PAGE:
After talking it over with the band members, Merry offered the job to Williams. Headed by Mer- ry, the former recreation program of a poverty center is now a record com- pany, booking agency, recording studio, performance training depart- ment, and publishing house.
In their building they have rehearsal studios, dance audito- rium for practicing routines, full pho- tographic dark rooms, and uniform and supply rooms as well as offices. YODI has had many record re- leases with the last two doing very well, one being purchased by A. Dunhill Records. These are young performers and YODI is only six 6 years in existence. Ben and A. The reaction was phenominal as stations and one-stops were being flooded with calls from those trying to find the record.
Atlantic picked up the master and after adding strings arranged by Arif Mardin. Atlantic in a matter of days, was shipping the single. As had been noted in this column in a previous edition of CB, Ben, a veteran arranger, is regaining his health after suffering a stroke earlier this year. There was a big turnout at the get well party held for Cornell Dupree who is in the New York Hospital recovering from injuries as a result of an auto accident.
Guitarist Cornell works with Roberta Flack. Some of the stars to be seen are; Tito Puente. Nat Morris, a fine young actor, has just signed a contract to co-star in the role of Jdas Iscariot in the road company production of the rock opera — Jesus Christ Superstar. Nat, a gutsy voiced soul-searing vocalist can be heard on the Original cast album of Jesus Christ Superstar. The road company pro- fii-icfion will be at the Chicago Auditorium Theatre throughout December.
Luther King, Jr. Labor Center, in NYC. The Bill Gavin Distinguished Service Award in recognition of his unique creative talents as a composer, producer and performer as most recently illustrated by the great popular success of the soundtrack to the motion picture "Super Fly".
They have ven- tured away from the notion that songs Should be filled with as much noise as possible to a subtle move- ment evolving from a mandolin, acoustic guitar, and bass. This is one of the most complete, perfected acts around today. With an organ, guitar, bass, and per- cussion backing, the group produces some easy melodies with moving in- strumental work. Their numbers were pleasantly idealistic and fused effec- tively with mellow progressions.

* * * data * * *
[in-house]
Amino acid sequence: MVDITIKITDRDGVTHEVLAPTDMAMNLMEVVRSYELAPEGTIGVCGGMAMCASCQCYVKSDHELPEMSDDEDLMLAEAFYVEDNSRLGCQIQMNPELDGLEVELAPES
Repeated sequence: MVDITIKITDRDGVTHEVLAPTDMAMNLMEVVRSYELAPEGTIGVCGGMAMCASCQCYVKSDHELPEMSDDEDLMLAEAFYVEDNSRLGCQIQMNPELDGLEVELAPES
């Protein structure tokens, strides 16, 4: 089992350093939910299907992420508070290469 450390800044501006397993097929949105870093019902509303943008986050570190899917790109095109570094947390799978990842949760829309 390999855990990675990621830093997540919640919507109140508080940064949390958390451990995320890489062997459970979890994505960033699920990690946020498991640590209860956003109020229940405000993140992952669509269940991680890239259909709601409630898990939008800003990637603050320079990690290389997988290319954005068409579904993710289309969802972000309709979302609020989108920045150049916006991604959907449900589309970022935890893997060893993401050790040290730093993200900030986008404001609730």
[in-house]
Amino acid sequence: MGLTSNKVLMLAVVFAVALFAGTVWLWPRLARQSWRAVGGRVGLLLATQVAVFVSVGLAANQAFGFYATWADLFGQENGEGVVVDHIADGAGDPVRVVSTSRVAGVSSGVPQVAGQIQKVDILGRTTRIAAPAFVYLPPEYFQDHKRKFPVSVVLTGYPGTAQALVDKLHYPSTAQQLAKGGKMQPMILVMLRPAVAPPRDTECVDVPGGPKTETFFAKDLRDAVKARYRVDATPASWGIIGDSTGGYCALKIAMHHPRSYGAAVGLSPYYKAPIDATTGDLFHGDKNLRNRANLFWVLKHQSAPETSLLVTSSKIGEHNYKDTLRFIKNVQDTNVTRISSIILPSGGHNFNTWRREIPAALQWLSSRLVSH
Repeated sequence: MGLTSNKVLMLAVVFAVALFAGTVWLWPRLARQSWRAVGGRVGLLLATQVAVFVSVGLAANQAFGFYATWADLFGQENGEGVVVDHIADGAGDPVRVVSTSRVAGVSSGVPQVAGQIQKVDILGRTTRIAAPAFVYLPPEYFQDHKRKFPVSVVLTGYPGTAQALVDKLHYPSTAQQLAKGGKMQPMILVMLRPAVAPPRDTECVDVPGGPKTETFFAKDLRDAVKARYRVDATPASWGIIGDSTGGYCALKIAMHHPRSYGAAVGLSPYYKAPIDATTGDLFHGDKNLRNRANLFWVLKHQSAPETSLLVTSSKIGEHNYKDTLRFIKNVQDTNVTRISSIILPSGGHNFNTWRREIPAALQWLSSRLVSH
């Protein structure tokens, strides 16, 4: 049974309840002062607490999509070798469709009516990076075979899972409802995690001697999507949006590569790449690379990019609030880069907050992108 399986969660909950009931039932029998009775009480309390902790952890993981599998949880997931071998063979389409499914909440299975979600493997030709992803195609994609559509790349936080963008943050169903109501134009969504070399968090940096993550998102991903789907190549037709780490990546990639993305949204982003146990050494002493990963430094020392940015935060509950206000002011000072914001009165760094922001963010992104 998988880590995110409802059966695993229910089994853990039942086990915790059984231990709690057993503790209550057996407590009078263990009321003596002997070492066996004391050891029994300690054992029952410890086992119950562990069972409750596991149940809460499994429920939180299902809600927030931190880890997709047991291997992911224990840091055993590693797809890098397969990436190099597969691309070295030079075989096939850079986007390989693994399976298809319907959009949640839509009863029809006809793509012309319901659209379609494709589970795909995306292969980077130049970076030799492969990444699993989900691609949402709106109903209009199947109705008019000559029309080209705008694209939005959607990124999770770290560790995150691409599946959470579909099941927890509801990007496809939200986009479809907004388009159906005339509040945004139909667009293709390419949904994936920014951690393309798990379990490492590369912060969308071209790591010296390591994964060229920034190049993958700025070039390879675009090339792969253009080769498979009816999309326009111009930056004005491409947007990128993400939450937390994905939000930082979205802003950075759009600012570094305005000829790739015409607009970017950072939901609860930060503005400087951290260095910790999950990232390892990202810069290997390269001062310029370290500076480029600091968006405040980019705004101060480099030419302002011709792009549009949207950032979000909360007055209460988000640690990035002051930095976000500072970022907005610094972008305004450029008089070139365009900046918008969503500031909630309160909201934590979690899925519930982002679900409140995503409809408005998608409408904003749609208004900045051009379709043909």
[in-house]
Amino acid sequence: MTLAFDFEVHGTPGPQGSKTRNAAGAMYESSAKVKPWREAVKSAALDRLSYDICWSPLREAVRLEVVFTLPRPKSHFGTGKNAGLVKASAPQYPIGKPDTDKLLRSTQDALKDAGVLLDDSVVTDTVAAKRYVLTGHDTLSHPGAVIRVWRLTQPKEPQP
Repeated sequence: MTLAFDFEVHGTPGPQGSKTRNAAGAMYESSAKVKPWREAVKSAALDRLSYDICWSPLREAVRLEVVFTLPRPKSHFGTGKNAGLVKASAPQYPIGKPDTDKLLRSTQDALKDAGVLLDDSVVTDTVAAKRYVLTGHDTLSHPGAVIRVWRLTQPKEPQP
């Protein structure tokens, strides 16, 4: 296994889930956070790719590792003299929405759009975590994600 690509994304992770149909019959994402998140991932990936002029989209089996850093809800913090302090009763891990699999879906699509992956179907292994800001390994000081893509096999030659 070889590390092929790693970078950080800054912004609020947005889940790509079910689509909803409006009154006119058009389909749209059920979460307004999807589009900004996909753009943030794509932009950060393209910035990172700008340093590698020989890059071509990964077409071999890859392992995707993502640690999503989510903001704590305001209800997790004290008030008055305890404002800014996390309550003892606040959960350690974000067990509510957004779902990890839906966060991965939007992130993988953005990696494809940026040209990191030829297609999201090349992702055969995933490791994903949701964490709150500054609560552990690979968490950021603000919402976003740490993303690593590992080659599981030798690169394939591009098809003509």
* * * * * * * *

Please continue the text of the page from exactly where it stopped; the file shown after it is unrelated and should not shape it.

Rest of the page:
Their music is solid but clear, instrumentally em- phasized and vocally enhanced by the growling of Stan Bernstein. Instead they have fused their talents into a pure, full, weaving motion where the ele- ments of the music can be appreciated individually as well as a whole. Their straight ahead sound should put them in the category as a group to be reckoned with in the near future.
With these three exercis- ing a great deal of vocal range, they produced wide variations of harmon- ies. They are a hard rock group that weaves their sound into an ar- rangement where the instrumental emphasis changes from the slide gui- tar of Mick Dyche, to the lead guitar of Tweke Lewis, to the piano of Steve Gurl, to the bass of Glen Corn- ick, to the drums of Jeff Jones. To this base Wild Turkey adds the voice and occasional acoustic guitar of Gary Pickford-Hopkins, the result being a well-jelled sound.
It takes a set of experienced per- 1 formers to produce in such a format without losing a great deal of mo- mentum either in the middle of num- bers or from song to song'. However, Wild Turkey has eliminated any such threat by the seasoning they have gained with time. Bill Keith is now doing banjo and pedal steel things of beauty for him.
He also does fine on piano. Performing songs from his two Atco LPs, Edwards obviously pleased his audience with style, not unlike the way Jesse Colin Young relates to his hard-line fans. Their melodies are particularly bril- liant. The under- standing in their music will hopefully prove a contagious sort. The concert was truly a musical experience and the appreciative audience showed its de- light by giving both acts an emotion- al-packed standing ovation. Flutist Herbie was backed by tenor sax, two guitarists, keyboard and drums and each in his own right was outstanding.
Sonny Sharrock a get-down funky guitarist was in top form and his solos were absolutely incredible. Jackie Cain, a lovely gal with a voice to match, and husband Roy Krai on piano opened the show and they were backed by vibes, drums and bass. The last time we caught him, he was a bit down and his performance reflected it.
The Warner Brothers artist has combined the song form of old-time country music with lyrics which man- age to be broad-based and insightful- ly specific at the same time. This js a duo you must see work! Closing his set with his cheek and head tapdance again, must be witnessed first-hand to be fully appreciated , he left us with the kind of positive feeling every performer dreams of as a legacy for his audience: satisfaction but no sati- ation.
David Nichtern and his quartet, an as yet unsigned country-ish band, was a nice match for Hartford. With some better material and a crack producer, she could do some nice things. The concept may have sounded way-out, but the per- formance sounded great.